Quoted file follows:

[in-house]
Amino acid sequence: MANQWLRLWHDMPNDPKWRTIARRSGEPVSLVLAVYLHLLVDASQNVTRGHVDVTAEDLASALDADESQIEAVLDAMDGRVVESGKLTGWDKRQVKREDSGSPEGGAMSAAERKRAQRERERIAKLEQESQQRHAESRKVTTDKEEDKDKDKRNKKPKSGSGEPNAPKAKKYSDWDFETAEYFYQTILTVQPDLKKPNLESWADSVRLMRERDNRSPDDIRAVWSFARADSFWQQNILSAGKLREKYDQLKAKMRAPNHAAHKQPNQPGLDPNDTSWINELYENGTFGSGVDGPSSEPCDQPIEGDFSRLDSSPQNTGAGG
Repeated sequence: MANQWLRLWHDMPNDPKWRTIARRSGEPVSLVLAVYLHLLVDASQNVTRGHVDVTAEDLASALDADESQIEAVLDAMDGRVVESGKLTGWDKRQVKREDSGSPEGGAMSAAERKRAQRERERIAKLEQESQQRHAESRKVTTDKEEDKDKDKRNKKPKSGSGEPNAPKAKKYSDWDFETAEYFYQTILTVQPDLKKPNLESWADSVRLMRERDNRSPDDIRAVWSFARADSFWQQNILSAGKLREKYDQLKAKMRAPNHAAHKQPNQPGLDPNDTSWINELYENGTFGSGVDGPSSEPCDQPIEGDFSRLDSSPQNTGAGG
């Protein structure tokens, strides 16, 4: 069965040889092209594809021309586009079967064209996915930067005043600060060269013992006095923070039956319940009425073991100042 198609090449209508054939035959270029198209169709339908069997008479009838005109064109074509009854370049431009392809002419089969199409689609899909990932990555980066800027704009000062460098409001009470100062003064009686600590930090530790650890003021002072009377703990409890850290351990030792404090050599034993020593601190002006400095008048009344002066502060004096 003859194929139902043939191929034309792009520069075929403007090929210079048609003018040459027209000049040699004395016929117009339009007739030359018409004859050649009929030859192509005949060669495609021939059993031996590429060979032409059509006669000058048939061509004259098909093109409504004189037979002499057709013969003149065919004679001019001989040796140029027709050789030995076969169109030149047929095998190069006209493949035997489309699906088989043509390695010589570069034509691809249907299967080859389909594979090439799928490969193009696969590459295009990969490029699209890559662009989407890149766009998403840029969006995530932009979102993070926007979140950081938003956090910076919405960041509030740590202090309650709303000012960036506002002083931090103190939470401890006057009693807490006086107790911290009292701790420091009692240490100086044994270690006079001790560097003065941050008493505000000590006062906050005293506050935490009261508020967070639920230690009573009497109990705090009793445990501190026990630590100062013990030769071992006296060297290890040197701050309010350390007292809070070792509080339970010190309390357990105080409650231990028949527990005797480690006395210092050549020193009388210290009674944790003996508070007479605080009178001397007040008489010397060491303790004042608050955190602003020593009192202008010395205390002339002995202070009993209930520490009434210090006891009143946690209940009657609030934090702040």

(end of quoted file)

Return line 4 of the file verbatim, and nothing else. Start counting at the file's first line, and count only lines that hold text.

């Protein structure tokens, strides 16, 4: 069965040889092209594809021309586009079967064209996915930067005043600060060269013992006095923070039956319940009425073991100042 198609090449209508054939035959270029198209169709339908069997008479009838005109064109074509009854370049431009392809002419089969199409689609899909990932990555980066800027704009000062460098409001009470100062003064009686600590930090530790650890003021002072009377703990409890850290351990030792404090050599034993020593601190002006400095008048009344002066502060004096 003859194929139902043939191929034309792009520069075929403007090929210079048609003018040459027209000049040699004395016929117009339009007739030359018409004859050649009929030859192509005949060669495609021939059993031996590429060979032409059509006669000058048939061509004259098909093109409504004189037979002499057709013969003149065919004679001019001989040796140029027709050789030995076969169109030149047929095998190069006209493949035997489309699906088989043509390695010589570069034509691809249907299967080859389909594979090439799928490969193009696969590459295009990969490029699209890559662009989407890149766009998403840029969006995530932009979102993070926007979140950081938003956090910076919405960041509030740590202090309650709303000012960036506002002083931090103190939470401890006057009693807490006086107790911290009292701790420091009692240490100086044994270690006079001790560097003065941050008493505000000590006062906050005293506050935490009261508020967070639920230690009573009497109990705090009793445990501190026990630590100062013990030769071992006296060297290890040197701050309010350390007292809070070792509080339970010190309390357990105080409650231990028949527990005797480690006395210092050549020193009388210290009674944790003996508070007479605080009178001397007040008489010397060491303790004042608050955190602003020593009192202008010395205390002339002995202070009993209930520490009434210090006891009143946690209940009657609030934090702040």